9 Pray then like this: “Our Father in heaven, hallowed be your name. 10 Your kingdom come, your will be done, on earth as it is in heaven. 11 Give us this day our daily bread, 12 and forgive us our debts, as we also have forgiven our debtors. 13 And lead us not into temptation, but deliver us from evil.” (Matthew 6:9–13 ESV)
Perhaps with the Ten Commandments (Exodus 20:1-17), the Lord’s Prayer is one of the most recited and remembered portions of Scripture. Wall hangings in many homes display it, children memorize it, and gifted singers regale audiences when they sing it. For the next several days, our attention is occupied with studying and understanding it.
However, rightly understood this familiar text is not so much the Lord’s Prayer as it is the prayer of the Lord’s disciples. Additionally, it is not to be unconsciously repeated. Rather, it is to be a guide for prayer. Jesus instructed His disciples about the proper order and contents of biblical prayer. “Christ does not enjoin His people to pray in a prepared form of words, but only points out what ought to be the object of all our wishes and prayers,” explains John Calvin.
The prayer consists of six petitions. The first three focus on the glory of God. The remaining three pertain to our relationship with the One, True, and Glorious God. Its structure is similar to the Ten Commandments (Ex. 20:1-17). The first petition is Hallowed be your name. The second is Your kingdom come.
Kingdom (βασιλεία; basileia) means to rule. It is the reign of a king. Believers in Christ are to hallow His name because He is King of kings and Lord of lords. The angel Gabriel told Mary, “31 And behold, you will conceive in your womb and bear a son, and you shall call his name Jesus. 32 He will be great and will be called the Son of the Most High. And the Lord God will give to him the throne of his father David, 33 and he will reign over the house of Jacob forever, and of his kingdom there will be no end.” (Luke 1:31–33 ESV)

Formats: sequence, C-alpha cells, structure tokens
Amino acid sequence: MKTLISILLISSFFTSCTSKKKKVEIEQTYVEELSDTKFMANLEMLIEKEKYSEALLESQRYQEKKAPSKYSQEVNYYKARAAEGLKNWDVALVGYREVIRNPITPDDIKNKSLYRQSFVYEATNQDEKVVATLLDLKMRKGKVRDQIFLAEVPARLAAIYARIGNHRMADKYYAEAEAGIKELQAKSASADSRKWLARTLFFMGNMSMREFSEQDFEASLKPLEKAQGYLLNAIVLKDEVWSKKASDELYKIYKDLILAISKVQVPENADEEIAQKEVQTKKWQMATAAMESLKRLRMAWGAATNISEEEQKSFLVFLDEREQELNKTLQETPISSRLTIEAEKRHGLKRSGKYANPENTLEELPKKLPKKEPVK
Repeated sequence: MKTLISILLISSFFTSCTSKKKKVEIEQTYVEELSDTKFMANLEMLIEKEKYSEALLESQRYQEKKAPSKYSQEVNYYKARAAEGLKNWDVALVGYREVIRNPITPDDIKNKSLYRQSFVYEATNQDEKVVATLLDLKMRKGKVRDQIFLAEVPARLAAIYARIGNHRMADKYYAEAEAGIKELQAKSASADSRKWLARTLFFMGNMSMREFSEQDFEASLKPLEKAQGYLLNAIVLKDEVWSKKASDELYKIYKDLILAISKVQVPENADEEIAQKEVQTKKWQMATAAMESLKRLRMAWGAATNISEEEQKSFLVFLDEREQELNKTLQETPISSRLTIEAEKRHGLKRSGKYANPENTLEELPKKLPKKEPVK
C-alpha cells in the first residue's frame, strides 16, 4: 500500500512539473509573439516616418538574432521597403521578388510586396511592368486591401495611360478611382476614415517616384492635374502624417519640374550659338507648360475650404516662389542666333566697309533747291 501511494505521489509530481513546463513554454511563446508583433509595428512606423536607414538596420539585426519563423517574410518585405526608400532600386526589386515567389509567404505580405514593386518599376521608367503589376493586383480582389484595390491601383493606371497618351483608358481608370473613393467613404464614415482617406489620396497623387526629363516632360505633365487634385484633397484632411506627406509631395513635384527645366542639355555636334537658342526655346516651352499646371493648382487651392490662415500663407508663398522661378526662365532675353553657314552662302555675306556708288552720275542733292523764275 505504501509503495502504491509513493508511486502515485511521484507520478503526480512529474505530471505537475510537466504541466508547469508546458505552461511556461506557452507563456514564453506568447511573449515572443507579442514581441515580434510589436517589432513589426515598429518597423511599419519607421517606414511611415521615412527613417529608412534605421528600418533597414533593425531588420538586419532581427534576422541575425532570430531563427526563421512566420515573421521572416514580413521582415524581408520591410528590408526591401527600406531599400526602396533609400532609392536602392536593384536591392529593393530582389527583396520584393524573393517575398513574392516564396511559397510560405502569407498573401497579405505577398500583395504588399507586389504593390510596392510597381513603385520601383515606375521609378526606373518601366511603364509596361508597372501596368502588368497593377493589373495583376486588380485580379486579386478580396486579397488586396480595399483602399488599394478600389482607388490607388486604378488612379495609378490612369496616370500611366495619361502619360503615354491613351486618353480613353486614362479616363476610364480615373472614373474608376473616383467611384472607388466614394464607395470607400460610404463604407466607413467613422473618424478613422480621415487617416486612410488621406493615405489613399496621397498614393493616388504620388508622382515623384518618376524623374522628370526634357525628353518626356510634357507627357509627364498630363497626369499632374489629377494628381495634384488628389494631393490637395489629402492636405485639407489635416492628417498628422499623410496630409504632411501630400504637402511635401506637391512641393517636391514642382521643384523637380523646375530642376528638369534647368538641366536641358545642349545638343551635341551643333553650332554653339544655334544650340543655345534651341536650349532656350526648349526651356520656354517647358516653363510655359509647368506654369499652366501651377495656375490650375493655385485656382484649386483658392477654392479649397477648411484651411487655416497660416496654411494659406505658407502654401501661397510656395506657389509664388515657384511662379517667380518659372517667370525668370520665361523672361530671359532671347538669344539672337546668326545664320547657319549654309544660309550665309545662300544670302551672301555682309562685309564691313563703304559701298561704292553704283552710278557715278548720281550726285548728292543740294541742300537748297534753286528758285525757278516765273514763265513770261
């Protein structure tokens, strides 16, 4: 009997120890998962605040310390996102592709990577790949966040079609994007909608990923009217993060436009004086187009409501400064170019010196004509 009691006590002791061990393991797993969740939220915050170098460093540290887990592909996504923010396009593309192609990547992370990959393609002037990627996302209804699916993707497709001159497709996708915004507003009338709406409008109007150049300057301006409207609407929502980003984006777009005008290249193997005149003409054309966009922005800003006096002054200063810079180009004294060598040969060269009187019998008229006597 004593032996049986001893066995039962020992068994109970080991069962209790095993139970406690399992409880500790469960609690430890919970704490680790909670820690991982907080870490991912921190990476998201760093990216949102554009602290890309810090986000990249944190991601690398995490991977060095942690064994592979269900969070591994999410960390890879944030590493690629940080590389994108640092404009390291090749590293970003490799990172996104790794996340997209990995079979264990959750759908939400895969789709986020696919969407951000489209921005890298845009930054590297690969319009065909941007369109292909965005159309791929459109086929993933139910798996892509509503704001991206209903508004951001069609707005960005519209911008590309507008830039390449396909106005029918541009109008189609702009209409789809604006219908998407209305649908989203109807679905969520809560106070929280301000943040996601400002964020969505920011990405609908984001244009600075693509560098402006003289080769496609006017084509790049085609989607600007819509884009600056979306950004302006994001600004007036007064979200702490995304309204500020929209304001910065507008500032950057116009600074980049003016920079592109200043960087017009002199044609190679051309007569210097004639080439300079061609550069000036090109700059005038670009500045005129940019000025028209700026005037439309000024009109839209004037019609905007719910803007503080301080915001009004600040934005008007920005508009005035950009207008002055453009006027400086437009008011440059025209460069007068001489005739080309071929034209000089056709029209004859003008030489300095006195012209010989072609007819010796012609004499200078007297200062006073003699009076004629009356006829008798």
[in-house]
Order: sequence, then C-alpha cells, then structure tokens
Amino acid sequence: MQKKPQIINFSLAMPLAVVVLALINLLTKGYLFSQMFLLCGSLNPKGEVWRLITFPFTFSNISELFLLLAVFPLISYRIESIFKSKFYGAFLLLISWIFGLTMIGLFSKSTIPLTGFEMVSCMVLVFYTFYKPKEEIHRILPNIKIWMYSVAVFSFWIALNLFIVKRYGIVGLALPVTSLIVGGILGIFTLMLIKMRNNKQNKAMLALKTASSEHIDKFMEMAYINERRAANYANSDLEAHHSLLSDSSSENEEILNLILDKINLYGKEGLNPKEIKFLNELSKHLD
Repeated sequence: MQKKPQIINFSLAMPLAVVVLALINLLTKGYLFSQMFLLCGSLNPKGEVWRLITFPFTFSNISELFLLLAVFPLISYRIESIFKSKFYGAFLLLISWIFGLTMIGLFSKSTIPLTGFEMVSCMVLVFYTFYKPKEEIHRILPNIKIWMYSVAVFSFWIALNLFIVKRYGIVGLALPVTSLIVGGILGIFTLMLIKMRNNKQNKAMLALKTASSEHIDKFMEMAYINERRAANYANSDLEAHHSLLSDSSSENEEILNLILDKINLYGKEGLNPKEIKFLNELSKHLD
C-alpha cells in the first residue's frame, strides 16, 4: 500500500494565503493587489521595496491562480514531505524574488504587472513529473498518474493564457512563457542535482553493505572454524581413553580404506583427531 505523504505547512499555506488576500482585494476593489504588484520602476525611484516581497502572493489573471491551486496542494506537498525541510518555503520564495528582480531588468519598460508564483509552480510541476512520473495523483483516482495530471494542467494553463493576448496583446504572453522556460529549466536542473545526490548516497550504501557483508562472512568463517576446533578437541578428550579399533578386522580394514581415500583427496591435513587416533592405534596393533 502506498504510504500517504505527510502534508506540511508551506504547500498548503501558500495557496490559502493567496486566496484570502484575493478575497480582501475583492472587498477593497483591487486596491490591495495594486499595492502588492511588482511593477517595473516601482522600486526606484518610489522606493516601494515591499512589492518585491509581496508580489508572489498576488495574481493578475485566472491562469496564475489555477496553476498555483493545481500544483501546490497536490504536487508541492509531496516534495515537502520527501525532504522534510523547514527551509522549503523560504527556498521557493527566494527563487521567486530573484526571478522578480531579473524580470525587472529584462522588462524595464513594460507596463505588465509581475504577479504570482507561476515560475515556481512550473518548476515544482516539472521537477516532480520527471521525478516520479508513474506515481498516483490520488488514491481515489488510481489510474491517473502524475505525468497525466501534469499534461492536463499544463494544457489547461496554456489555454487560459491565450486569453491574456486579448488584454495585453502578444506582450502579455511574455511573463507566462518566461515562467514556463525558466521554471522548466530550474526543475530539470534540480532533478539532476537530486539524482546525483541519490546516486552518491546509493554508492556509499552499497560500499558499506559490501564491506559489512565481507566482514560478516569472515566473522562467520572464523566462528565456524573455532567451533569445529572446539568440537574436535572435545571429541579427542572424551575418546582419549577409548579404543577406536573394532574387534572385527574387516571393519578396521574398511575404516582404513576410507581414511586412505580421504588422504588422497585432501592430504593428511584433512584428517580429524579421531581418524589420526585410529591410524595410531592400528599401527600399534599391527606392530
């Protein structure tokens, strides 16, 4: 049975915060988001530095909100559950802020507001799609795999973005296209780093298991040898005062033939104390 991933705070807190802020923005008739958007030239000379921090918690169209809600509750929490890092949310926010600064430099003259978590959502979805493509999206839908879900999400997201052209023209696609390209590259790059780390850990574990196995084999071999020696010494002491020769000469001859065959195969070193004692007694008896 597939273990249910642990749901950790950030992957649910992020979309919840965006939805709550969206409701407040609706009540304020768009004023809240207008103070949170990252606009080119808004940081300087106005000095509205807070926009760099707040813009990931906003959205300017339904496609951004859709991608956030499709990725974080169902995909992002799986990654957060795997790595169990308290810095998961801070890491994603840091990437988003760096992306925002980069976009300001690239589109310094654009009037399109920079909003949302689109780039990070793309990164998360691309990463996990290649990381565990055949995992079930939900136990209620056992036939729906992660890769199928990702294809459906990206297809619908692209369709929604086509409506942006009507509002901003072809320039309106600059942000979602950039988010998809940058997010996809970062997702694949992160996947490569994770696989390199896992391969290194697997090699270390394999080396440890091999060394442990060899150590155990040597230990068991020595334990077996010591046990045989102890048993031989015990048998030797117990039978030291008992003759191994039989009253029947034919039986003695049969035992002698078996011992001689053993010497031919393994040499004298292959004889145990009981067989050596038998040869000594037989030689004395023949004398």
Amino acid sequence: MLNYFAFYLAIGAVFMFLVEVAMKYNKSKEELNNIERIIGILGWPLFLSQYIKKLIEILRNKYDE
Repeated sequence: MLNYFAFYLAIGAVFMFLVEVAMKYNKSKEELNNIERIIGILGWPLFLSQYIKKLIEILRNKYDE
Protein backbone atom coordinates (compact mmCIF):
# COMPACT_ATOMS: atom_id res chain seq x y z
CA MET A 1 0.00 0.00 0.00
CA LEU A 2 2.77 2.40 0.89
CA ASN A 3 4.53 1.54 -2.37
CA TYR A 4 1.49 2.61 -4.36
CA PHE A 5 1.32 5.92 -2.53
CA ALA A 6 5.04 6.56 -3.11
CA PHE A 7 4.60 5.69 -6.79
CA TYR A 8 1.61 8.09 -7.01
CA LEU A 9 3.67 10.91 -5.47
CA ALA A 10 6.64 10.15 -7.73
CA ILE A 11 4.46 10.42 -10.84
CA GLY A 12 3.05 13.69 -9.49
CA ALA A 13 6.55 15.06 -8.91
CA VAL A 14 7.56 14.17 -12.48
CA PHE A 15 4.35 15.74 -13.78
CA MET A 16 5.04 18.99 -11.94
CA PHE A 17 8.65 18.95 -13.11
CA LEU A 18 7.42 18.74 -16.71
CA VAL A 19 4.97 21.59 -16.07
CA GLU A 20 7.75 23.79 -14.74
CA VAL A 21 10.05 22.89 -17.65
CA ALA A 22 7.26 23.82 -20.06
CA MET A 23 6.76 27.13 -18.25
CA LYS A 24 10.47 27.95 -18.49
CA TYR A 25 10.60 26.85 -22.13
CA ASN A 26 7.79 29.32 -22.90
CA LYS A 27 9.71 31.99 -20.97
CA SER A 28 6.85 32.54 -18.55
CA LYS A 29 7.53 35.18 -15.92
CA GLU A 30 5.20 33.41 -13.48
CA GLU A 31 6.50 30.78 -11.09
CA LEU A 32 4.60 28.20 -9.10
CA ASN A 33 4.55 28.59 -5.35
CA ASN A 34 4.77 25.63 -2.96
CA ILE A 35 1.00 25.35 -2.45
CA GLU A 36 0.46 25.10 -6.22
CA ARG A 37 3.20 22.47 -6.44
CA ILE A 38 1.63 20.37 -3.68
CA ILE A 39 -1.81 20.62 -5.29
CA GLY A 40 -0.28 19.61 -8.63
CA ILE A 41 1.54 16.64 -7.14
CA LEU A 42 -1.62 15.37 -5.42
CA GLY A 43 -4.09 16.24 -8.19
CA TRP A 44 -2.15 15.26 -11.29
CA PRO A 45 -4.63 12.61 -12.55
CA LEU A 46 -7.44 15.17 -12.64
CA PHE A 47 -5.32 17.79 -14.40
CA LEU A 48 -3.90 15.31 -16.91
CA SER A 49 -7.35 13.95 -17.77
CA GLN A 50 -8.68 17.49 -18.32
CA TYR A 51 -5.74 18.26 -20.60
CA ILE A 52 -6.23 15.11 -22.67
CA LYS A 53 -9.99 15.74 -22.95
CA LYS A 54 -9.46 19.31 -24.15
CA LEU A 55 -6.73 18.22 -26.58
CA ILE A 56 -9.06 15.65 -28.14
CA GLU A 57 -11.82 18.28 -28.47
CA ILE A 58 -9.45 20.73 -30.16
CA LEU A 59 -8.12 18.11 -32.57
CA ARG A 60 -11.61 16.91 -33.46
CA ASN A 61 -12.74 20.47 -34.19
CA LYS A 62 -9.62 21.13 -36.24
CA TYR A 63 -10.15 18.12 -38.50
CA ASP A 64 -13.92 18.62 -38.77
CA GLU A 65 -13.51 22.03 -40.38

“Jewish prayers recognized that God’s name would be “hallowed,” or “sanctified,” “shown holy,” in the time of the end, when his kingdom would come, as the Bible also said (Is 5:16; 29:23; Ezek. 36:23; 38:23; 39:7, 27; cf. Zech. 14:9). In the present God’s people could hallow his name by living rightly; if they lived wrongly, they would “profane” his name, or bring it into disrepute among the nations (cf. also Ex. 20:7; Jer. 34:16; 44:25–26; Ezek. 13:19; 20:14; Amos 2:7),” explains commentator Craig S. Keener.
How may each of us obey King Jesus today? By obeying His Word we acknowledge He is the King of kings; and ours. May this be seen by us today.
Soli deo Gloria! ow may